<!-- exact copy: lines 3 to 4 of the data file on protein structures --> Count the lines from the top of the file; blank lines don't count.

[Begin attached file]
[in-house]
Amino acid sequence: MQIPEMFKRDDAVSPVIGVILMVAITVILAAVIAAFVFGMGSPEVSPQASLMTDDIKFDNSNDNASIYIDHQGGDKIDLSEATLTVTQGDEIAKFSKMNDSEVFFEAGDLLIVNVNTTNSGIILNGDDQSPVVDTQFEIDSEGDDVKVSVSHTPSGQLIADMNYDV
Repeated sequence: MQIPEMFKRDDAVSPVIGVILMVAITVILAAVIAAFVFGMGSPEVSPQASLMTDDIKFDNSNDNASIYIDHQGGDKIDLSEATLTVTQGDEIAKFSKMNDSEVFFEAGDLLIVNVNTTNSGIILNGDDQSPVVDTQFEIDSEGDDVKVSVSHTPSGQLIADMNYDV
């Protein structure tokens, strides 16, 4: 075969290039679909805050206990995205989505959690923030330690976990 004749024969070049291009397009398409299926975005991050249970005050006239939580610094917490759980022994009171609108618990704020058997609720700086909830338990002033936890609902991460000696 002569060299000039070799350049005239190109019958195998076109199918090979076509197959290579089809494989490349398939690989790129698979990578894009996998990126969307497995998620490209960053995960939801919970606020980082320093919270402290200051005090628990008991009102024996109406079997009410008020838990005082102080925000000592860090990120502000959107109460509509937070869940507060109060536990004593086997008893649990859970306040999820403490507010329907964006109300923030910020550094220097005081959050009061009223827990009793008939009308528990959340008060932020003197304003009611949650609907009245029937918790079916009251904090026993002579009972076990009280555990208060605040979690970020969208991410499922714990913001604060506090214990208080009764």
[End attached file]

Repeated sequence: MQIPEMFKRDDAVSPVIGVILMVAITVILAAVIAAFVFGMGSPEVSPQASLMTDDIKFDNSNDNASIYIDHQGGDKIDLSEATLTVTQGDEIAKFSKMNDSEVFFEAGDLLIVNVNTTNSGIILNGDDQSPVVDTQFEIDSEGDDVKVSVSHTPSGQLIADMNYDV
């Protein structure tokens, strides 16, 4: 075969290039679909805050206990995205989505959690923030330690976990 004749024969070049291009397009398409299926975005991050249970005050006239939580610094917490759980022994009171609108618990704020058997609720700086909830338990002033936890609902991460000696 002569060299000039070799350049005239190109019958195998076109199918090979076509197959290579089809494989490349398939690989790129698979990578894009996998990126969307497995998620490209960053995960939801919970606020980082320093919270402290200051005090628990008991009102024996109406079997009410008020838990005082102080925000000592860090990120502000959107109460509509937070869940507060109060536990004593086997008893649990859970306040999820403490507010329907964006109300923030910020550094220097005081959050009061009223827990009793008939009308528990959340008060932020003197304003009611949650609907009245029937918790079916009251904090026993002579009972076990009280555990208060605040979690970020969208991410499922714990913001604060506090214990208080009764």